You never really think about your gender, until you have to. Until you realize that there is a distinct split in who you are and how people see you. When those two don’t align the weight of that sits heavy, with language and speech adding more to that mass.

For me, I avoided it. Avoided being labeled, brushing it off and most of the time flat out ignored it — that is until I couldn’t. It hit a point where I was always misgendered and felt incredibly uncomfortable in my own skin. Miss and ma’am suddenly took to my brain, grating at it like a block of sharp cheddar — she and her took bits of my soul. I know it sounds overly dramatic, but as someone who doesn’t fit into the binary system that this world was created for every day is a new set of challenges and being gendered.

Unfortunately, our language is pervaded by the binary. The singular ‘they’ throws people for a loop. ‘You guys,’ ‘ladies and gentlemen,’ or my pet peeve ‘sir’ or ‘ma’am’ — these small words reaffirm some in their gender, seem like nothing to others but are incredibly discomforting for people that don’t fit in our A or B culture.

When I was a kid I was labelled a tomboy. I rocked the bowl cut that was ever so popular in the 90’s and wore overall shorts and enjoyed life. I had absolutely zero concept of gender, gender roles and how people perceived me. I just was a kid  which was swell  up until puberty. As soon as those secondary sex characteristics developed, I was devastated but never understood why or what about my body I hated so much.

Somewhere in 2015 I was writing one night and wrote “… and yes, I do like comfort but it's not the clothes that make me feel comfortable. It's how I feel in them. I feel like a person not a binary gender. And while that seems odd it feels right. And I’m confused about everything now.” I unknowingly put words to a feeling that I’ve had since I was 13, the urge to simply be and be seen as a person.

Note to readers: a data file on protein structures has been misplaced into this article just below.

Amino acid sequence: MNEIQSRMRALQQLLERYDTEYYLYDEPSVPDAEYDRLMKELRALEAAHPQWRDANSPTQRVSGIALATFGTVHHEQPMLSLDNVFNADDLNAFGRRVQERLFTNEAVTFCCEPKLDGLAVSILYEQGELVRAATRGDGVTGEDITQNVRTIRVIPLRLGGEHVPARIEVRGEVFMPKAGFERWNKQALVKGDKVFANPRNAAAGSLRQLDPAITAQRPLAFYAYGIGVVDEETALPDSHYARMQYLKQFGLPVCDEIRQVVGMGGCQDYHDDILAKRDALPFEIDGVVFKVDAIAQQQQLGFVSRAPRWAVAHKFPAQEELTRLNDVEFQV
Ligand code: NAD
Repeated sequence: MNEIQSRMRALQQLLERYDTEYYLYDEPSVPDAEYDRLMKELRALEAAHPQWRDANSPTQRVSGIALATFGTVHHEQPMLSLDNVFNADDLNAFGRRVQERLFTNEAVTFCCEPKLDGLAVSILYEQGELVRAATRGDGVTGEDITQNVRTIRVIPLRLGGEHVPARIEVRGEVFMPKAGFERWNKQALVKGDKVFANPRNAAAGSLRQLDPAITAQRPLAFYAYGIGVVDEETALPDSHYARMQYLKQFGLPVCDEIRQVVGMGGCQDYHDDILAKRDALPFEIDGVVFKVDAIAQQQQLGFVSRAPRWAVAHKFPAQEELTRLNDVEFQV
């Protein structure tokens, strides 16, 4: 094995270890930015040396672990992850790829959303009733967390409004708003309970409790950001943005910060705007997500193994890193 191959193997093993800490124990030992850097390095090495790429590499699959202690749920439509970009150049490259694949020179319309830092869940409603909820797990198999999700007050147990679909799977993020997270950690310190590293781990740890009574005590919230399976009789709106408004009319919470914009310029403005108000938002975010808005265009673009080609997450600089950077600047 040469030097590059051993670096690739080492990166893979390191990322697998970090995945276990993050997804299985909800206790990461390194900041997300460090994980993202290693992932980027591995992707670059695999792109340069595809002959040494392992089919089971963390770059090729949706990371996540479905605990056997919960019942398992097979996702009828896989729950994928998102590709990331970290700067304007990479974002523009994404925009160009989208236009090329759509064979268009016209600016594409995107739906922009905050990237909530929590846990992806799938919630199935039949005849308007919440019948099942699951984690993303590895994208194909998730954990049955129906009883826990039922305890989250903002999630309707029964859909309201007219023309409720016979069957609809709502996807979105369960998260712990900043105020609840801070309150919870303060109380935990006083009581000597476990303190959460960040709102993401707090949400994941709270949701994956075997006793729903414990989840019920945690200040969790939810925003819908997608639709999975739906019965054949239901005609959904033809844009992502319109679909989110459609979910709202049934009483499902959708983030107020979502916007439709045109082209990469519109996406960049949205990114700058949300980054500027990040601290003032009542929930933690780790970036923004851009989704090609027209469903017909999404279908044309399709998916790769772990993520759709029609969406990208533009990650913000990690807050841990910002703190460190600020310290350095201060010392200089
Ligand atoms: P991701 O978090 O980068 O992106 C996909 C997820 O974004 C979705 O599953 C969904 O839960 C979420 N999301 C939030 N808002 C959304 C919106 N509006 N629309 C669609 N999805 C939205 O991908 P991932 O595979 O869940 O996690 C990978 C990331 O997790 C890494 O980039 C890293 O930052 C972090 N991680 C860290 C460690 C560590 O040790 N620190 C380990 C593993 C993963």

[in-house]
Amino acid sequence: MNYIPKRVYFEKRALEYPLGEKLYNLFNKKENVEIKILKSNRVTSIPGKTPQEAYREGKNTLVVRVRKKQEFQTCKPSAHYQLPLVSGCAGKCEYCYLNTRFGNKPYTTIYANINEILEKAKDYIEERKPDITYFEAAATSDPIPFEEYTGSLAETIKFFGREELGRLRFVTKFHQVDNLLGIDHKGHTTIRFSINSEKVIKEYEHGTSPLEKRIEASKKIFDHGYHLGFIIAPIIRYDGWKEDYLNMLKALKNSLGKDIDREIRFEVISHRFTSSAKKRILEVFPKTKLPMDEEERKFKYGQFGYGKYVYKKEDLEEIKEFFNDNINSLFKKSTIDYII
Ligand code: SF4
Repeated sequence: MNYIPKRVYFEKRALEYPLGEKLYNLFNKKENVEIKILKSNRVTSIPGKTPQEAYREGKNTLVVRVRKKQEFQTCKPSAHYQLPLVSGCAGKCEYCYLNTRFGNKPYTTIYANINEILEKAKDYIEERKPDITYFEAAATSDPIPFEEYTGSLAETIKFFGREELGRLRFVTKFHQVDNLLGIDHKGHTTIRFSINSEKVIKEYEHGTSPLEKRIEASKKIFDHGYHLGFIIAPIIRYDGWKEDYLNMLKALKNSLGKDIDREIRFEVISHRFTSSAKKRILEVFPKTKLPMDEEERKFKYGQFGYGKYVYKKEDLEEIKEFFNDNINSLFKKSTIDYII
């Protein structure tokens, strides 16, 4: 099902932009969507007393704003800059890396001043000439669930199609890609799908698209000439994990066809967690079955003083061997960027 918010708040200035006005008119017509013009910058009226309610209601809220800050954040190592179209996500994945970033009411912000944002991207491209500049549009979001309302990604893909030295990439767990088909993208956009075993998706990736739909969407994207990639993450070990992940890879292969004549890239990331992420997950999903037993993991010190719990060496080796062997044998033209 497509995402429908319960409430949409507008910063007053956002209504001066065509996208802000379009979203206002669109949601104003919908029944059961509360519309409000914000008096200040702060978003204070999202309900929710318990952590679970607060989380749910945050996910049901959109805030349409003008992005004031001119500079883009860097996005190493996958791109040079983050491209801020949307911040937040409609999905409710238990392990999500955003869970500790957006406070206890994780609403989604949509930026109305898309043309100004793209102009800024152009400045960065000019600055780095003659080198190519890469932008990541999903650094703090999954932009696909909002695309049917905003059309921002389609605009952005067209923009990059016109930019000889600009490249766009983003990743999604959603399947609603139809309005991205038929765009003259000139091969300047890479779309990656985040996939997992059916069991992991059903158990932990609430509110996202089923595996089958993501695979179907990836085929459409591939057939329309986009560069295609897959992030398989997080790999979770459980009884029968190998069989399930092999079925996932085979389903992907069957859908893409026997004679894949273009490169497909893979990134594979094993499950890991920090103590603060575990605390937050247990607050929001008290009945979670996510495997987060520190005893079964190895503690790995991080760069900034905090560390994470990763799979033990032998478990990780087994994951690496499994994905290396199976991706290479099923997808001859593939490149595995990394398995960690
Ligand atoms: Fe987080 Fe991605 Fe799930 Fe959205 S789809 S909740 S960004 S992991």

Gender isn’t binary, so why is our language so late to catch up? According to a 2017 NBC News study 3% of teens are identifying as transgender or gender non-conforming. Eventually gender-neutral language will make its way into people’s natural speech patterns. A common set of gender inclusive pronouns used are they/them.

While they’re not the only gender-neutral ones, I use them and am most familiar with them. Instead of “he said,” it would be “they said.” For my grammarian folk who are likely screaming at me right now, look at some Shakespeare, ‘they’ is used as a singular third person pronoun and Merriam Webster has ‘they’ listed as an option for a third person singular pronoun.

It wasn’t until 2017 that I had decided to officially “out” myself to my friends as non-binary and have them use different pronouns, but I had been toying with them. Online I had already been using gender neutral pronouns, looking up other gender-neutral titles, relationship signifiers and figuring out everything I needed to know, so that when I asked my friends and loved ones to not gender me I could have all the information ready.

Wayne State has made strides in creating an inclusive campus for all, however the lack of a non-binary gender option for Academica or admissions is something to work on. The ability to change our preferred name across most WSU communications systems, is deserving of praise.

If someone asks you your pronouns, ask for theirs  and use them. Correct yourself if you slip up and move forward. Let’s continue to further make our campus culture one that is inclusive and safe for all.


Cover graphic by Danielle Kullmann.

 

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